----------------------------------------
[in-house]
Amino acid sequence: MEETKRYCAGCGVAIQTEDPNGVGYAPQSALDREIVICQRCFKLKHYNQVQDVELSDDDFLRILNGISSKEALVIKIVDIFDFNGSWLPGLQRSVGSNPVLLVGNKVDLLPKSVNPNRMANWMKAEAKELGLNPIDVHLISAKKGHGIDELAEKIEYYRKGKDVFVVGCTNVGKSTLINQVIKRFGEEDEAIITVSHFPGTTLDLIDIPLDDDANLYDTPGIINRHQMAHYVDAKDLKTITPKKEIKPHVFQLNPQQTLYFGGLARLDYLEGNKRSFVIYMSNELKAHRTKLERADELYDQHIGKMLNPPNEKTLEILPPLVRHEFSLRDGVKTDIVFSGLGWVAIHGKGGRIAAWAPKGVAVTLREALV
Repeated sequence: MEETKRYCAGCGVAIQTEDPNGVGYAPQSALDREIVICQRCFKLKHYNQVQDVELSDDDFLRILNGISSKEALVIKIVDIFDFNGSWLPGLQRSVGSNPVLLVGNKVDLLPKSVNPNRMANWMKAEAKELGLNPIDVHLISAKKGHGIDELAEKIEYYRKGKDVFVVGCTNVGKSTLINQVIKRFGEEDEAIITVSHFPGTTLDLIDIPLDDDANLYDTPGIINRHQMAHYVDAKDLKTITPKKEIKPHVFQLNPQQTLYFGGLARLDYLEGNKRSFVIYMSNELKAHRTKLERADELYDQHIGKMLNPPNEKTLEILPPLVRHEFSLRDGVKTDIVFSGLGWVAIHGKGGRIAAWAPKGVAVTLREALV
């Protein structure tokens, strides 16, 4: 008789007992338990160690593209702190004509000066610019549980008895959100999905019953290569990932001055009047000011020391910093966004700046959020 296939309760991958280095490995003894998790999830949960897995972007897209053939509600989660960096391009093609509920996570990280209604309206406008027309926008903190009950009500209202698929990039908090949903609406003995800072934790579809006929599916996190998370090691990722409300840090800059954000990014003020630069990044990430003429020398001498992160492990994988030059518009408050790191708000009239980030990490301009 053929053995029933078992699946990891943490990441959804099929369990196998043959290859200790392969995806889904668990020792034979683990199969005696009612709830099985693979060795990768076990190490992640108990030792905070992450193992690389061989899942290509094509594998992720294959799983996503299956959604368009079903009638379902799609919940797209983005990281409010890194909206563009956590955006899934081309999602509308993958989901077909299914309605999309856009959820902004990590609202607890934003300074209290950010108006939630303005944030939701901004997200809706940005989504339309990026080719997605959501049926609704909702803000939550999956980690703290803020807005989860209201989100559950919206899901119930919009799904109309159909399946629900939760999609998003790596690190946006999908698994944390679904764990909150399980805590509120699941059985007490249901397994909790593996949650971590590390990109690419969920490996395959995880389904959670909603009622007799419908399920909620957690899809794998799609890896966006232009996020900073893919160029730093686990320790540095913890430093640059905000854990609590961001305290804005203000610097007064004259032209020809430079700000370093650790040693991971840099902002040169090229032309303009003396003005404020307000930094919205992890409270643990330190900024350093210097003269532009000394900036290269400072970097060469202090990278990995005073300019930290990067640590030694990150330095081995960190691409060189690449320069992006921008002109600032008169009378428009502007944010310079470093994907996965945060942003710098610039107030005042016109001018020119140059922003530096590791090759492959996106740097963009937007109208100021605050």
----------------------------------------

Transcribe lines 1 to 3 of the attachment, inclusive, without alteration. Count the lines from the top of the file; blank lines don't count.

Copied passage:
[in-house]
Amino acid sequence: MEETKRYCAGCGVAIQTEDPNGVGYAPQSALDREIVICQRCFKLKHYNQVQDVELSDDDFLRILNGISSKEALVIKIVDIFDFNGSWLPGLQRSVGSNPVLLVGNKVDLLPKSVNPNRMANWMKAEAKELGLNPIDVHLISAKKGHGIDELAEKIEYYRKGKDVFVVGCTNVGKSTLINQVIKRFGEEDEAIITVSHFPGTTLDLIDIPLDDDANLYDTPGIINRHQMAHYVDAKDLKTITPKKEIKPHVFQLNPQQTLYFGGLARLDYLEGNKRSFVIYMSNELKAHRTKLERADELYDQHIGKMLNPPNEKTLEILPPLVRHEFSLRDGVKTDIVFSGLGWVAIHGKGGRIAAWAPKGVAVTLREALV
Repeated sequence: MEETKRYCAGCGVAIQTEDPNGVGYAPQSALDREIVICQRCFKLKHYNQVQDVELSDDDFLRILNGISSKEALVIKIVDIFDFNGSWLPGLQRSVGSNPVLLVGNKVDLLPKSVNPNRMANWMKAEAKELGLNPIDVHLISAKKGHGIDELAEKIEYYRKGKDVFVVGCTNVGKSTLINQVIKRFGEEDEAIITVSHFPGTTLDLIDIPLDDDANLYDTPGIINRHQMAHYVDAKDLKTITPKKEIKPHVFQLNPQQTLYFGGLARLDYLEGNKRSFVIYMSNELKAHRTKLERADELYDQHIGKMLNPPNEKTLEILPPLVRHEFSLRDGVKTDIVFSGLGWVAIHGKGGRIAAWAPKGVAVTLREALV